Category: India.

Lighting up heritage on Diwali

Swati Bhan in Ahmedabad

The festival of lights is an occasion for Ahmedabadis to celebrate their décor antique.

The citizens of Ahmedabad celebrated Diwali by distributing sweets and meeting up with relatives and friends to exchange Diwali greetings. The young burst crackers with abandon. Many families lit various types of diyas in their homes to mark the festival of lights. Businesses started a new financial year by opening fresh account books. But for some families, it was an occasion to renovate and upkeep their heritage buildings in this city, nearly 12,000 of them as per the count taken by the Heritage Department of the Ahmedabad Municipal Corporation.

These are heritage houses of Ahmedabad tucked deep inside the walled city
areas, known as Pols. The stately residences are no less than any classic heritage monuments. Old they may be, but their beauty have dazzled the best architectural minds as far as France.

The families use Diwali as an opportunity to revive the age-old traditions and culture by doing up the buildings. They take up the work after getting the necessary approvals from the Heritage Department, whose officers supervise and guide the restoration work. For those residing in these heritage houses it is about traditional rangoli which has a story to tell and at this time of the year it is also about the restoration of century-old utensils to be brought out for display.

“The house was on the verge of collapse and we realised that if the last pieces of these beauty also disappear it will be difficult for our younger generation to restore it as they would not have any idea about the original structure,” says 81-year old Mr Arvind Mehta residing in the 1871 heritage house in Khadia area. Mehta, who retired from the Ahmedabad Electricity Corporation ( now called Torrent Power), lives with his son and grandchildren in the House. For him, such occasions are a time to familiarise the younger generation with the old traditions and culture. Their house in this Pol was among those selected as part of the heritage project initiated by governmental agencies in partnership with NGOs.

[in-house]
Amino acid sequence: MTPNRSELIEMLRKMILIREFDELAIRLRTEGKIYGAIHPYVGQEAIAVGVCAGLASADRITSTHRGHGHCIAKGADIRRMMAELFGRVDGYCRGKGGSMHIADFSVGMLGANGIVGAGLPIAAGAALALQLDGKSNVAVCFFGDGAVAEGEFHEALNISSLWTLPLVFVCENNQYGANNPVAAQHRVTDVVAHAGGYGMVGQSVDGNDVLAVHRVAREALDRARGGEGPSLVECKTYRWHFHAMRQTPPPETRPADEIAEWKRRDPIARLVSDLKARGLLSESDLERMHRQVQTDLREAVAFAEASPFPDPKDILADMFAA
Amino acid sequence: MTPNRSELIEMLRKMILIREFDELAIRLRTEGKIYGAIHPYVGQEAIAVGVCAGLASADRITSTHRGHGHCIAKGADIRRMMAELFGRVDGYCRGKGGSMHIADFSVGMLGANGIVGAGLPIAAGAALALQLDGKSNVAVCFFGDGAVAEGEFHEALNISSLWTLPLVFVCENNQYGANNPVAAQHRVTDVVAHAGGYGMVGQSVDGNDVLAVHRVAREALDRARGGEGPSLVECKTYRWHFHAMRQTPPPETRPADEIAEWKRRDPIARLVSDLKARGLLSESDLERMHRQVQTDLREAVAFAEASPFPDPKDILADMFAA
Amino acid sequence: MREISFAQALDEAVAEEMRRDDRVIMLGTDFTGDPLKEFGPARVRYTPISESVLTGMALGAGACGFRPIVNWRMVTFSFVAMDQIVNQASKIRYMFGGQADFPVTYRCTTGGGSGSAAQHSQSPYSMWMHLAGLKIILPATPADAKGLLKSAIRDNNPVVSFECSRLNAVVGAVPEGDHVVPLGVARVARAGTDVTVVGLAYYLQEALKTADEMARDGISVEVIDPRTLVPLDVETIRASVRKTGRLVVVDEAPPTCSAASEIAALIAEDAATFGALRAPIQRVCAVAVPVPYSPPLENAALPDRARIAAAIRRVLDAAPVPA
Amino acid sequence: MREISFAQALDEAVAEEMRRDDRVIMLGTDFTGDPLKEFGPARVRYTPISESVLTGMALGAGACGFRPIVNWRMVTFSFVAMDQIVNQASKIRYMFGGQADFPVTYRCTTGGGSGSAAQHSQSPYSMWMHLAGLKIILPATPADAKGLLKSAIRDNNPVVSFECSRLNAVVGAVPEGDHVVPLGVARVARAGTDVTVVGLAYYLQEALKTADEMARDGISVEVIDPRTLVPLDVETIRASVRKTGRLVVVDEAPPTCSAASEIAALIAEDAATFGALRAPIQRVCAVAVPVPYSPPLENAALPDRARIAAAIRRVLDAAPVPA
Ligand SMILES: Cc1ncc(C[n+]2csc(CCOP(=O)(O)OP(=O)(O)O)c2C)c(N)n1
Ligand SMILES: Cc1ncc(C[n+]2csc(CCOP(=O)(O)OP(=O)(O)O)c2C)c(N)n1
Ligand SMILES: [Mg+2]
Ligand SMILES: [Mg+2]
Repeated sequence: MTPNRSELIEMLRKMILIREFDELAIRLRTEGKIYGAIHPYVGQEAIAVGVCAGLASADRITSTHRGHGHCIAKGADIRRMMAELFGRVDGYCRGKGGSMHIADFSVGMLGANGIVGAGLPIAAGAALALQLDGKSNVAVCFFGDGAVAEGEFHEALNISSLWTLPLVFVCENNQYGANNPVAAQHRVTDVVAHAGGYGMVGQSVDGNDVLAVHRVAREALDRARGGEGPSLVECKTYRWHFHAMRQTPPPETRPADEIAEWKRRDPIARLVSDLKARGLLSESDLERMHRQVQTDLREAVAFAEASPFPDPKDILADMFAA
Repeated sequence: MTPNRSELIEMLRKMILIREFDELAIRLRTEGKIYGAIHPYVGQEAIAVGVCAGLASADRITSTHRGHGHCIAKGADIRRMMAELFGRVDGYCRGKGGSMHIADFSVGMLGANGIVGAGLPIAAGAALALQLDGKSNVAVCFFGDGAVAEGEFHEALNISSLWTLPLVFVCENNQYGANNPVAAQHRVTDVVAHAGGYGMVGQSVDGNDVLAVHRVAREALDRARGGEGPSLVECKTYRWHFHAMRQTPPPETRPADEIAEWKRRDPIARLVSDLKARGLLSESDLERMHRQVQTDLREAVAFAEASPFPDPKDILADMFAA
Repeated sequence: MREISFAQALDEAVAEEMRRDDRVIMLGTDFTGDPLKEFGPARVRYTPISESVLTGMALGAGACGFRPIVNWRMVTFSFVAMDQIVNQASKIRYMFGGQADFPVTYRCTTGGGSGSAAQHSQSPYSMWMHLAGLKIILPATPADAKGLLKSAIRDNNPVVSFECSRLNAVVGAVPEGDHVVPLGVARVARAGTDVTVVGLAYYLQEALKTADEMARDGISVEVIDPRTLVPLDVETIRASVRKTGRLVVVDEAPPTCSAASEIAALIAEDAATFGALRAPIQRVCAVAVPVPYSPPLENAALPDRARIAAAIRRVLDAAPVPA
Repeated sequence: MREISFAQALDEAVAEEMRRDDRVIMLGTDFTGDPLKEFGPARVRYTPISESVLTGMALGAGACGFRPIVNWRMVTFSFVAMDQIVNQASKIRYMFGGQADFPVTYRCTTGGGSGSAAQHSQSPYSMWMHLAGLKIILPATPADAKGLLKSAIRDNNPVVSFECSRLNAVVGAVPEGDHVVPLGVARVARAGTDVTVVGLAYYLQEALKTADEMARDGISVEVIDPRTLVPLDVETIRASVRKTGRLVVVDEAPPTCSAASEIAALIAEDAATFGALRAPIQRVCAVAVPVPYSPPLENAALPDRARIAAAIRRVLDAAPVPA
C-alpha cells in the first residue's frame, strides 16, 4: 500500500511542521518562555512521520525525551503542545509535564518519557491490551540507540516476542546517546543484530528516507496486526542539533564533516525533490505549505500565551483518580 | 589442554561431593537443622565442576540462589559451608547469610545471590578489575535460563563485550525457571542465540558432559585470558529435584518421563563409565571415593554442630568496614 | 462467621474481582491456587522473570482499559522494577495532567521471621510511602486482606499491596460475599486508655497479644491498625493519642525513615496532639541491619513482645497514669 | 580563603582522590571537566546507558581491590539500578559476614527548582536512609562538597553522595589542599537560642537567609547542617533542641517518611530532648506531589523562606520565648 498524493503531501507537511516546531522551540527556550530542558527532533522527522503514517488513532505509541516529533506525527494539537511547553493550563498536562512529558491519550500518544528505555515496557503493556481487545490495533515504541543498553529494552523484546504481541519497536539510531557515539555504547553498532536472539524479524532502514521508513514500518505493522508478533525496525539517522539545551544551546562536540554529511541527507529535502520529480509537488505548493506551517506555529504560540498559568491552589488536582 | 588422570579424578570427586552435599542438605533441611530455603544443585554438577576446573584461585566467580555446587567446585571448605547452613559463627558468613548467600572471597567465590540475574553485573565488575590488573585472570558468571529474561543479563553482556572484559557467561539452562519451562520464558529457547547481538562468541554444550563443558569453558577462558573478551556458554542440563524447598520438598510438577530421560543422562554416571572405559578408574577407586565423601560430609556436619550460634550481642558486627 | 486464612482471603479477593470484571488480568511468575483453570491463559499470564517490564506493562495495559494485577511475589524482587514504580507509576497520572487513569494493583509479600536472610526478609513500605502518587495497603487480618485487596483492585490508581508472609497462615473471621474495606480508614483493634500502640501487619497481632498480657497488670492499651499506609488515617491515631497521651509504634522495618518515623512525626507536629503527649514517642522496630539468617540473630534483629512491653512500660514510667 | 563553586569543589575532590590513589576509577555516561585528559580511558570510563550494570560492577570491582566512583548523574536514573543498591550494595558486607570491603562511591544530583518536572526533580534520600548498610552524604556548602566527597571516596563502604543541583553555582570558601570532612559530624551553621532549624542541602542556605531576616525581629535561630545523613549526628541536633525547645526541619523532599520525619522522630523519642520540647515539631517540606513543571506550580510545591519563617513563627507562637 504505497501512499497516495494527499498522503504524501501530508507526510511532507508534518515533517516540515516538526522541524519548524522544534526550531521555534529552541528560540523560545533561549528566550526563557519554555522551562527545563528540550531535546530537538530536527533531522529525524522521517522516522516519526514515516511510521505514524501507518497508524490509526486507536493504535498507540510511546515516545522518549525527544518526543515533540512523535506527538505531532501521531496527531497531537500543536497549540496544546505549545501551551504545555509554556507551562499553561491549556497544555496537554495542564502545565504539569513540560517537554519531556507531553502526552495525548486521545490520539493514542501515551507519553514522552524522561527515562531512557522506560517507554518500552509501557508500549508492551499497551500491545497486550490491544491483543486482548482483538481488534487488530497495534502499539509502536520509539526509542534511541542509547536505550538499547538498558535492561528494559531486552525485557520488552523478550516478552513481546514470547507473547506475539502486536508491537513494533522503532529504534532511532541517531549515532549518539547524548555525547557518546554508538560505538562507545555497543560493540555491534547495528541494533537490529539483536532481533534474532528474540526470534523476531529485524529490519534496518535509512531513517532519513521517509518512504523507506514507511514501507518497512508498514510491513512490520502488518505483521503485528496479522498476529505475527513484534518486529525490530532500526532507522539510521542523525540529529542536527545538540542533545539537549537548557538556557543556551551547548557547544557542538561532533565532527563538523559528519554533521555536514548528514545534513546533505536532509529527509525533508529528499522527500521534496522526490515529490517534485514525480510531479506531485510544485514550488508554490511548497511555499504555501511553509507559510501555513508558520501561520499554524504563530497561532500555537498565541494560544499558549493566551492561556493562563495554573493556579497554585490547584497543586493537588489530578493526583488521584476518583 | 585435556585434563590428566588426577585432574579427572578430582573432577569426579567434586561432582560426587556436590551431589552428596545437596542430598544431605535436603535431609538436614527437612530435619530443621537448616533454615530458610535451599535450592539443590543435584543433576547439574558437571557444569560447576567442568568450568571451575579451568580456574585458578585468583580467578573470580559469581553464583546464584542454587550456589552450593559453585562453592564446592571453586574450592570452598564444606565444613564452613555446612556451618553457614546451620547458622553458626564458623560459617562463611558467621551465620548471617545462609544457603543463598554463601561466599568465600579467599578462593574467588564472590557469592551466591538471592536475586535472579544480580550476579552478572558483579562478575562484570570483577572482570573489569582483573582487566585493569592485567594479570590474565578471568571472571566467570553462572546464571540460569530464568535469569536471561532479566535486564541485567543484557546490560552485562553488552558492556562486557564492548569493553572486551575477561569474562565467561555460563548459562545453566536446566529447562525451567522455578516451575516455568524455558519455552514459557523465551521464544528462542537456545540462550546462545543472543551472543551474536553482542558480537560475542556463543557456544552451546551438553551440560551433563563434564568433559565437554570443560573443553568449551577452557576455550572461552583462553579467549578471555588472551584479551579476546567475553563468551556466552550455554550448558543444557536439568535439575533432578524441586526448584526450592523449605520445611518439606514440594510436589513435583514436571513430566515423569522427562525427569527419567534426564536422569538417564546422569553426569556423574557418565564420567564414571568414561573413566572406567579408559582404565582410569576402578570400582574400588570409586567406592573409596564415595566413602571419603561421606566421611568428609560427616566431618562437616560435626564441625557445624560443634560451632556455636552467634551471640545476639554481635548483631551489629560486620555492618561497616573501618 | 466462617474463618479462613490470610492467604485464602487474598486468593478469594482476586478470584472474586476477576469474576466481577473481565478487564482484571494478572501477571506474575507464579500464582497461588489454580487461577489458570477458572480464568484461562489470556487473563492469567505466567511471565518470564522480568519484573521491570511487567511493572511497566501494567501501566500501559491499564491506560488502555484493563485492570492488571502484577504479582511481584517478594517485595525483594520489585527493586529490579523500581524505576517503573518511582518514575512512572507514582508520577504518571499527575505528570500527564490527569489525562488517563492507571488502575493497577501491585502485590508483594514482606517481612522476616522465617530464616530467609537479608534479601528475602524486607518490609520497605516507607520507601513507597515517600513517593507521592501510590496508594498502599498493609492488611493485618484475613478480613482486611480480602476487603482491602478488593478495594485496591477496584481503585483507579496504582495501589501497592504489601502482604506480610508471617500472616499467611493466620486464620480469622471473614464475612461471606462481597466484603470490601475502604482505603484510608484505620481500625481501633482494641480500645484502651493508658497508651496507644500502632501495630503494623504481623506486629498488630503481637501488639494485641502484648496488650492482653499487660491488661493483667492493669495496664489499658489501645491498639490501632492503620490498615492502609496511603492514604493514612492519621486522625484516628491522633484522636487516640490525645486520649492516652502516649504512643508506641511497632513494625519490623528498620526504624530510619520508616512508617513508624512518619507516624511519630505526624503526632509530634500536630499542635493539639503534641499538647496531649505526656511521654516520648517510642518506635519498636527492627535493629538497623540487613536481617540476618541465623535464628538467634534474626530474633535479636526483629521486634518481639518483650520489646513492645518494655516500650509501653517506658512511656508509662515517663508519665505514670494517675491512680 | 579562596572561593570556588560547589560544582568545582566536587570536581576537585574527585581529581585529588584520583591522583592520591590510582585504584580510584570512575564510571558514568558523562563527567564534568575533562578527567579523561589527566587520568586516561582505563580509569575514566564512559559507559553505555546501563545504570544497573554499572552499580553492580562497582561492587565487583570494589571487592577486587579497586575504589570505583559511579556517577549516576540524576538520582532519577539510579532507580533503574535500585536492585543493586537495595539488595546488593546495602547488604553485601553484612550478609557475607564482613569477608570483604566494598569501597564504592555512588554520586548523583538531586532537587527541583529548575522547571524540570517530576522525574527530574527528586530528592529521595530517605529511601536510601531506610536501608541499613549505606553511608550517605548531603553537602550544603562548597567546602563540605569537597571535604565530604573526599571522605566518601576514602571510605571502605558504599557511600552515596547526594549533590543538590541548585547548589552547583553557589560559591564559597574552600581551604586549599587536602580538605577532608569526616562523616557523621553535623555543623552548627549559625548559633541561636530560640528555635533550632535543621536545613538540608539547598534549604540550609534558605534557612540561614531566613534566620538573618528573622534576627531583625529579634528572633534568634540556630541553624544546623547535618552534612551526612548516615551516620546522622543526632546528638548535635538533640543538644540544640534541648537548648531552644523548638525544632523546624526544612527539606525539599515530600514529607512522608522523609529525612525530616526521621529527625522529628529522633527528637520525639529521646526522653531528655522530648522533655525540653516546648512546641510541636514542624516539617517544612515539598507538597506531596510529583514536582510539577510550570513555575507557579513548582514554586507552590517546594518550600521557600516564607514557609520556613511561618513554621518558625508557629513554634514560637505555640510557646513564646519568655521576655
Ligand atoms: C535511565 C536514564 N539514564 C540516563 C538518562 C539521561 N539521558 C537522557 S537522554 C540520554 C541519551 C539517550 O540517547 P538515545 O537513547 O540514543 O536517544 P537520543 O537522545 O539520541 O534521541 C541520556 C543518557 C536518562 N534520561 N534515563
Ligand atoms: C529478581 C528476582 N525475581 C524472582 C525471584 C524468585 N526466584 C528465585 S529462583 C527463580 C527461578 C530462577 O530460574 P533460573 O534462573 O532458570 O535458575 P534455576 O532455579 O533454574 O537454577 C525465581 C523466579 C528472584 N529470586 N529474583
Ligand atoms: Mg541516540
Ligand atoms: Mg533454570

“It is not possible to remove these century-old utensils and other traditional items like the spread on the swing for all occasions. At this time of the year, the decorations are pulled out of the storage with the help of the children and they help us in recalling some of the old memories,” says Mehta. The authorities put the number of heritage buildings in the City at around 12,000. The owners need to take permission from the Heritage Department of the Ahmedabad Municipal Corporation for undertaking repairs or changes. The officials from the department supervise and guide during the restoration work, if taken up in the identified buildings.

“It is during the restoration that we were able to do up the ceiling which had some Italian work and this Diwali we plan to do up that part of the ceiling as well so that this area of the house to gets its old original look,” said Mehta. The Mehtas reside with three generations. The third generation, comprising 21-year old female twins and their brother, older by a year, share the elders’ enthusiasm for celebrating the festivities in their heritage home.

“Every year, the rangoli that is created in the otla (courtyard) has a story to tell,” said Suchi Mehta, the daughter-in-law of the household. Last year the rangoli was a theme from the Ramayana.

“It is the children who take interest in the decorative work,” said Suchi Mehta. The elders keep reiterating that more than bursting crackers and lighting up the house erratically it is beauty with a message of decoration and restoration.

Abhay Mangaldas of the Ahmedabad for World Heritage City, who has been working for conservation of heritage, says that it is not just restoration work but the realisation that restoration was a necessity that makes the difference. “Paying attention to minute details like proper lighting and using the right kind of utensils which have some significance with the festivities are also important for the younger generation to know,” said Abhay Mangaldas.

Bina Brahmbhatt, who also lives in a heritage house, points out that the Diwali is the occasion when the heritage homes get their original beauty and looks. “It is this time of the year that the children are initiated into learning alphabets. They are also taught about the importance of upkeep and restoration of the buildings. The children learn about steps to be taken to ensure the colours do not fade. They are explained the significance of colours and pictures on the walls and ceilings so that they are not defaced,” said Brahmbhatt. So while the city celebrates with a display on a variety of crackers, the residents of heritage homes find time to pass down traditions and celebrate as well.

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Category: India
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